Summary: Analysts are forecasting robust earnings per share growth for our listed companies over the next three years which, if achieved, should buttress the market. However, the RBA’s recent downgrade to its growth forecast has many questioning whether these earnings estimates are too optimistic.
Key take-out: With surging building approvals, consumer spending picking up and jobs growth accelerating (despite what you are hearing), earnings forecasts aren’t under threat for the medium term. Even if the economy should slow, it would lead to more aggressive rate cuts – exacerbating the hunt for yield.
Key beneficiaries: General investors. Category: Economics and Investment Strategy.
On current estimates, the consensus expectation is that earnings-per-share (EPS) growth will remain robust over the next three years.
Near-term, EPS growth in 2015 is expected to exceed 12 per cent, following an 11 per cent lift last year and a more subdued lift of 5.3 per cent in 2013. All in all these are strong outcomes which, if achieved, should buttress the market, noting still reasonably attractive forward multiples (see Why the ASX has further to run)
The problem is that the RBA has just downgraded its growth forecast and the natural concern for investors is whether these EPS estimates are now too optimistic and at risk.
At this stage, unfortunately, it’s perhaps a little too early to garner much from this current earnings season. At the time of writing, only 39 of the approximately 128 companies that are due to report have done so. Suffice it to say that earnings reports to date are generally being well received though.
Chart 1: EPS growth expected to remain solid
Looking further out, the first thing that investors should note is that it’s not even clear that the economy is slowing. I appreciate that the RBA’s recent downgrades would seem to contradict this – and those downgrades do seem to be more in line with consensus expectations.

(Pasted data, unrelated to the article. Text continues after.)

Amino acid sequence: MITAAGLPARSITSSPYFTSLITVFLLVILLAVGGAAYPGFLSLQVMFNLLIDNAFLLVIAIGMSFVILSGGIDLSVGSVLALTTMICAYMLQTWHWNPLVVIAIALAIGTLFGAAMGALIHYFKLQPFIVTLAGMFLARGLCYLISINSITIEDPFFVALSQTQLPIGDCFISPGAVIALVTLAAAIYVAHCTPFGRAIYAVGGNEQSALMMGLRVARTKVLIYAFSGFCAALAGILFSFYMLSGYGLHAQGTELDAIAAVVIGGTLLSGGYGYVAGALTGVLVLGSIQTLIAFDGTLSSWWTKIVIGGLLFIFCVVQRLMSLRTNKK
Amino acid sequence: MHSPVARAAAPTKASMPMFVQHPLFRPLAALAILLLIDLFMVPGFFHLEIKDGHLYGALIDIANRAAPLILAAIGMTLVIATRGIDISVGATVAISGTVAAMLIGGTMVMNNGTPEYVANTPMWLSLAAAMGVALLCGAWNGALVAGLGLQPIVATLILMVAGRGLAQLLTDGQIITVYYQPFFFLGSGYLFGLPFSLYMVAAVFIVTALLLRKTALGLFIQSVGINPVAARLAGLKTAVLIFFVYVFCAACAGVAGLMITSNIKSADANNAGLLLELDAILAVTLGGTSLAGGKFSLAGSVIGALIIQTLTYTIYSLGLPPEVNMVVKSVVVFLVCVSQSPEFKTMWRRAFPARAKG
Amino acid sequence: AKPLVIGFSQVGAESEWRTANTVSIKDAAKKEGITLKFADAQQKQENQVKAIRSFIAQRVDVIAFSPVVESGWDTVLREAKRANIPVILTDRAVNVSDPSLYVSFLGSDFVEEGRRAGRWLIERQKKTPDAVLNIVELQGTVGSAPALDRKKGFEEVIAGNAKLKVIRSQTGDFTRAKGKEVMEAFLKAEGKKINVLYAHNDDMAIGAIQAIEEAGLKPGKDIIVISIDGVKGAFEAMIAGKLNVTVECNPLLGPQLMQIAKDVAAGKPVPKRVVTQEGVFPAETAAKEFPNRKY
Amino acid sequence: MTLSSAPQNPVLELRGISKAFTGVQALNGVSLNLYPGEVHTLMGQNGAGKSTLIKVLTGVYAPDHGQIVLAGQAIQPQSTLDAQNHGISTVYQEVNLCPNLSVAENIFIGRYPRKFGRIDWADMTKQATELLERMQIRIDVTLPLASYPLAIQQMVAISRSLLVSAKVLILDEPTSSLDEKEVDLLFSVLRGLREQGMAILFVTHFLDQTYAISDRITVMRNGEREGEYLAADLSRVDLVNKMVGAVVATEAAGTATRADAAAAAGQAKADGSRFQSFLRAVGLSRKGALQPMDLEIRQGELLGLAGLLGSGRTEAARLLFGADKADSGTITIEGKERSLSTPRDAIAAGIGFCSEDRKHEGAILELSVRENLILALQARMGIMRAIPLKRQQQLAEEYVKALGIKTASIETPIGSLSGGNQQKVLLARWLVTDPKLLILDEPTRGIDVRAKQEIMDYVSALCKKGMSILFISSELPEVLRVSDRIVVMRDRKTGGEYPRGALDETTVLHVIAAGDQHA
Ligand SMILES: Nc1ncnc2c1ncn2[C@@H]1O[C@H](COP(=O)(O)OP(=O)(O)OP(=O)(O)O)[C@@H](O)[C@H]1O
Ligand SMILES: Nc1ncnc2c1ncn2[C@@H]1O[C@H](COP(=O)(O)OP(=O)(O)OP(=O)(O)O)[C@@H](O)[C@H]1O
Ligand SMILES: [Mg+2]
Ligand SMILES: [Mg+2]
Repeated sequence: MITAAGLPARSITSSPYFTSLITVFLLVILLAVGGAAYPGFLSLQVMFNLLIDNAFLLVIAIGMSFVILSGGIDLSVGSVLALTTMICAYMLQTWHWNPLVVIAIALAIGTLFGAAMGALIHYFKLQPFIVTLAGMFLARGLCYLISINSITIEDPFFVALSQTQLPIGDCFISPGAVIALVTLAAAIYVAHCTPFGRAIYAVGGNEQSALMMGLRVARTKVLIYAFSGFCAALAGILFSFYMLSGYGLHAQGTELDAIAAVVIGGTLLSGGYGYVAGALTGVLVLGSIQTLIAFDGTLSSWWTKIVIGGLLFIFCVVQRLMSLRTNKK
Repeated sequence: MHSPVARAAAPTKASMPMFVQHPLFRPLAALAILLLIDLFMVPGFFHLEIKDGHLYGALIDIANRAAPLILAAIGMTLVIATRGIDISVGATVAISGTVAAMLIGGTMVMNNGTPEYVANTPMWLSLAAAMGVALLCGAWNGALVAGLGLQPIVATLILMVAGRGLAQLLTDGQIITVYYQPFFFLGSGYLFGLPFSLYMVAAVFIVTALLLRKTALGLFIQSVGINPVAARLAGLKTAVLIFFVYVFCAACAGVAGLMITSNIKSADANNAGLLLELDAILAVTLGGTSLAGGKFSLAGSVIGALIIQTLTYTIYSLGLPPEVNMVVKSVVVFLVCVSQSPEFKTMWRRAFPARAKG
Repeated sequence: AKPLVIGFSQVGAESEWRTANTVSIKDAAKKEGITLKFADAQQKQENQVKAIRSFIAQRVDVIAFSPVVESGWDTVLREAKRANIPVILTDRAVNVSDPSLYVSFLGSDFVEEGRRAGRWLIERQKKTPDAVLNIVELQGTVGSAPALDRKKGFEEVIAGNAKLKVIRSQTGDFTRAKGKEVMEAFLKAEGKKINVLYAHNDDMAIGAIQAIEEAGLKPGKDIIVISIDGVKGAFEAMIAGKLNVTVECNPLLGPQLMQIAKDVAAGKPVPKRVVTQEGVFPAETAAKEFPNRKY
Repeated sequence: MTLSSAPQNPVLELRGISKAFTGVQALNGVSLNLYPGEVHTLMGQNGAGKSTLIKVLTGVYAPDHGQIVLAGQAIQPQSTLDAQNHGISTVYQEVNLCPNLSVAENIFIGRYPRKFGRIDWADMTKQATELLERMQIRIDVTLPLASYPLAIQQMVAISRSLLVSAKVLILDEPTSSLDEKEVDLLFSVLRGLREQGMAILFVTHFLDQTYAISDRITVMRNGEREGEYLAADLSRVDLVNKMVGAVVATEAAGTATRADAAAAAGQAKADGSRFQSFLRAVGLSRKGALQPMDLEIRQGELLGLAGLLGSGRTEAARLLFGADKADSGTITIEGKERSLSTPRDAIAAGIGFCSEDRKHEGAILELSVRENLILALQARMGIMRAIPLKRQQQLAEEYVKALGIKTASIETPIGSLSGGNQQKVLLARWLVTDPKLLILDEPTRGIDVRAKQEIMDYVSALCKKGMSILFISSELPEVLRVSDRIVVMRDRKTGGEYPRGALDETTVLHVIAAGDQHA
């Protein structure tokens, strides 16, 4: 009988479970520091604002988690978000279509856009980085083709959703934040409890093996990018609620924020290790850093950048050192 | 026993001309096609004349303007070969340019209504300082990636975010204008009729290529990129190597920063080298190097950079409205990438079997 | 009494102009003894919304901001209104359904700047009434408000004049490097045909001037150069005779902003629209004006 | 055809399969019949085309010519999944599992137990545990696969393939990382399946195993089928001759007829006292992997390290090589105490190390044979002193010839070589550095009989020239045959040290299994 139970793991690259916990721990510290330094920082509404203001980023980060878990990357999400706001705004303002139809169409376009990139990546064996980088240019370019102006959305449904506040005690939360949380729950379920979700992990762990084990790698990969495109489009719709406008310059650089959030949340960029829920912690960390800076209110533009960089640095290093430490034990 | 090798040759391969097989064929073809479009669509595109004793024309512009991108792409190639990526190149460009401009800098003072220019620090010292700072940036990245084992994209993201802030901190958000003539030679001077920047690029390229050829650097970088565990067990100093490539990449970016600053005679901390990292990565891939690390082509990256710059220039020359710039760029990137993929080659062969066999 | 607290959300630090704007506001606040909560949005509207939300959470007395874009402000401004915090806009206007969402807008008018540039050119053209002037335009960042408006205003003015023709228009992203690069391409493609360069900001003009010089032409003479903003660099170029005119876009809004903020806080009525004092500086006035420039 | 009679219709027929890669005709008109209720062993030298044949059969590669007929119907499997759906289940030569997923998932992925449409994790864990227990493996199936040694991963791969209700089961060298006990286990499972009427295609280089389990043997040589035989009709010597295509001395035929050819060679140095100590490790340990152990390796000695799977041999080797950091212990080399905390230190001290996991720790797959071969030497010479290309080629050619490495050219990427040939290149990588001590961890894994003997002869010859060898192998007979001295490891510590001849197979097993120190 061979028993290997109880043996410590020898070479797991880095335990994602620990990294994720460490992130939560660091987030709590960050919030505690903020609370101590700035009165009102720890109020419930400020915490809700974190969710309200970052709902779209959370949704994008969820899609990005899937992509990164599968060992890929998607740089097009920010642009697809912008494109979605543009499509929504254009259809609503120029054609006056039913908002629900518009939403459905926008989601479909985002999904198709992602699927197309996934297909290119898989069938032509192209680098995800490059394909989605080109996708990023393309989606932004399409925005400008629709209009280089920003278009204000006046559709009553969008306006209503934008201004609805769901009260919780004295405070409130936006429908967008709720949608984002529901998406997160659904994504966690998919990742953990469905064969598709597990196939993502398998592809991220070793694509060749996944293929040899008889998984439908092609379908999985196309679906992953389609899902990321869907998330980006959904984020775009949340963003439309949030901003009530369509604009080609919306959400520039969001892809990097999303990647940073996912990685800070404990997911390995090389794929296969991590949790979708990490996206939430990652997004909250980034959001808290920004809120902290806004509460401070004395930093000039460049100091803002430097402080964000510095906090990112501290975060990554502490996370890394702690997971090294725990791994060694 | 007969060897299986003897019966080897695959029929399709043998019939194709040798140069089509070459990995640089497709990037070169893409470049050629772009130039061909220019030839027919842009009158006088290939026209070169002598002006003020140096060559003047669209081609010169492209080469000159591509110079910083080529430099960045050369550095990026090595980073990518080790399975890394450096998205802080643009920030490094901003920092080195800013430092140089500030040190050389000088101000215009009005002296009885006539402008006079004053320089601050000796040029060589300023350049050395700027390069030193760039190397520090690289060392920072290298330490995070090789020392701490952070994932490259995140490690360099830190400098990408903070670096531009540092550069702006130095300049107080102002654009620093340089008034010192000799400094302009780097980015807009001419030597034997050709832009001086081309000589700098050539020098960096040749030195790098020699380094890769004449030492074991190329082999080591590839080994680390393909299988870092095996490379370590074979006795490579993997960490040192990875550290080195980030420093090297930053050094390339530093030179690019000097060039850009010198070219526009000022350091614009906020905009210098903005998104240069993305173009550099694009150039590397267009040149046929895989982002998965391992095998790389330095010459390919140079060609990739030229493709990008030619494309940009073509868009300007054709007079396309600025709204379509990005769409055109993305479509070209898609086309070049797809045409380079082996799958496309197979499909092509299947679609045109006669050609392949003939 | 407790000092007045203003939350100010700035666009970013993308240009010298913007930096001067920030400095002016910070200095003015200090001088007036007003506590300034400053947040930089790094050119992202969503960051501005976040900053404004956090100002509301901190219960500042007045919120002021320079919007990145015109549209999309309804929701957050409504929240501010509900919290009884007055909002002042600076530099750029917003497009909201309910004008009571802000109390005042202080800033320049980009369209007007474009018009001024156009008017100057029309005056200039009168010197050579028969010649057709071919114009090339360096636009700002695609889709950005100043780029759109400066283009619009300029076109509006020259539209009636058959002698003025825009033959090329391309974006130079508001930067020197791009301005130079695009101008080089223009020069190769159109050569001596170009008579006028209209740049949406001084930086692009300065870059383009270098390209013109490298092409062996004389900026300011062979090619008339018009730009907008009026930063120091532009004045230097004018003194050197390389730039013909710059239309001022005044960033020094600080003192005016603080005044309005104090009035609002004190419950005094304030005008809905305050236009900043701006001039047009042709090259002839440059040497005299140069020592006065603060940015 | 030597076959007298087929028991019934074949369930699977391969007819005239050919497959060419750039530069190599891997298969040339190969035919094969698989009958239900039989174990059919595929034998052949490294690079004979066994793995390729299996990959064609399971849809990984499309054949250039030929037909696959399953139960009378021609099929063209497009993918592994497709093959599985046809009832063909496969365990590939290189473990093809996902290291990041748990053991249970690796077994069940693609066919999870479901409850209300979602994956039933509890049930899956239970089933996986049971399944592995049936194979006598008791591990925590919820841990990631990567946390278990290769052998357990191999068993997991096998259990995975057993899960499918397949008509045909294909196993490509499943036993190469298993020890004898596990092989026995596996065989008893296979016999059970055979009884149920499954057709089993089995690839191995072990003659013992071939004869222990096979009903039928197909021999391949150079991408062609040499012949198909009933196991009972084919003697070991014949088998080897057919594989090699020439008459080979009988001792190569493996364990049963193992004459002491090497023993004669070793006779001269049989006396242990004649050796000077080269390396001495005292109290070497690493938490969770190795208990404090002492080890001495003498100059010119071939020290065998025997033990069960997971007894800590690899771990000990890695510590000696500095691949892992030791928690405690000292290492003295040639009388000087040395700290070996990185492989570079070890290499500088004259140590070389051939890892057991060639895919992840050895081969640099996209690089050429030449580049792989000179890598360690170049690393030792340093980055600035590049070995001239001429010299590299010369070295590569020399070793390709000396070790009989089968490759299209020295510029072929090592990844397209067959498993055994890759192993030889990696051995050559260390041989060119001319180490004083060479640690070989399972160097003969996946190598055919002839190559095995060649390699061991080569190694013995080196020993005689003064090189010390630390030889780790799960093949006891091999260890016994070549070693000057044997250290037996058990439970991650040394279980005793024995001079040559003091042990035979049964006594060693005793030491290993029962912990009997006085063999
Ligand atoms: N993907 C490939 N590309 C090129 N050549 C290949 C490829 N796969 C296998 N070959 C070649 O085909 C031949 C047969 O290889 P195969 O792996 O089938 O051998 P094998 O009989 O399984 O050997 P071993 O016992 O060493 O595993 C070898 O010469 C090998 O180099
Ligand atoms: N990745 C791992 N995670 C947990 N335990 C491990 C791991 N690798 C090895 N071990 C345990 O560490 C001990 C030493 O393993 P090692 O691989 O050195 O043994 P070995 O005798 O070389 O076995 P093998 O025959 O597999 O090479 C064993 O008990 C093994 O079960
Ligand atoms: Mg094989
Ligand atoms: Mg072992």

However, the actual fact is nearly all the leading indicators for the economy have been strengthening. That’s one of the more remarkable features of the RBA’s latest cut.
In particular, building approvals are still surging. As chart 2 below shows, approvals are at their highest level in more than a quarter of a century. The spike has been remarkable, with growth of about 50% since 2012. Recent data shows that there is little sign of a loss in momentum (over 16% in the latest quarter), with the market buoyed by strong population growth, a generalised shortage of stock (outside of higher density inner city dwellings) and ultra-low rates.
Chart 2: Building approvals are surging (implied number of housing starts)
Chart 3, below, then shows that consumer spending has also picked up appreciably as well. In the December quarter, the ABS advises that spending was up a very strong 1.5%. To give you a sense as to how strong that is, the historical average is 0.9% quarterly growth.
It is also interesting to note that over the last two years consumer spending has really only been weak in two quarters. Every other quarter has been strong. So chart 3 is a little misleading, as those two weak quarters act to dampen year-on-year growth considerably.
Growth has looked soft at times when, in reality, the actual quarterly momentum has been strong. When you adjust for that, the underlying trend is that consumer spending is the strongest it has been since the GFC – at around 5 per cent per annum. Moreover, thought of that way, consumer spending growth now is only marginally weaker than what we saw during the pre-GFC boom.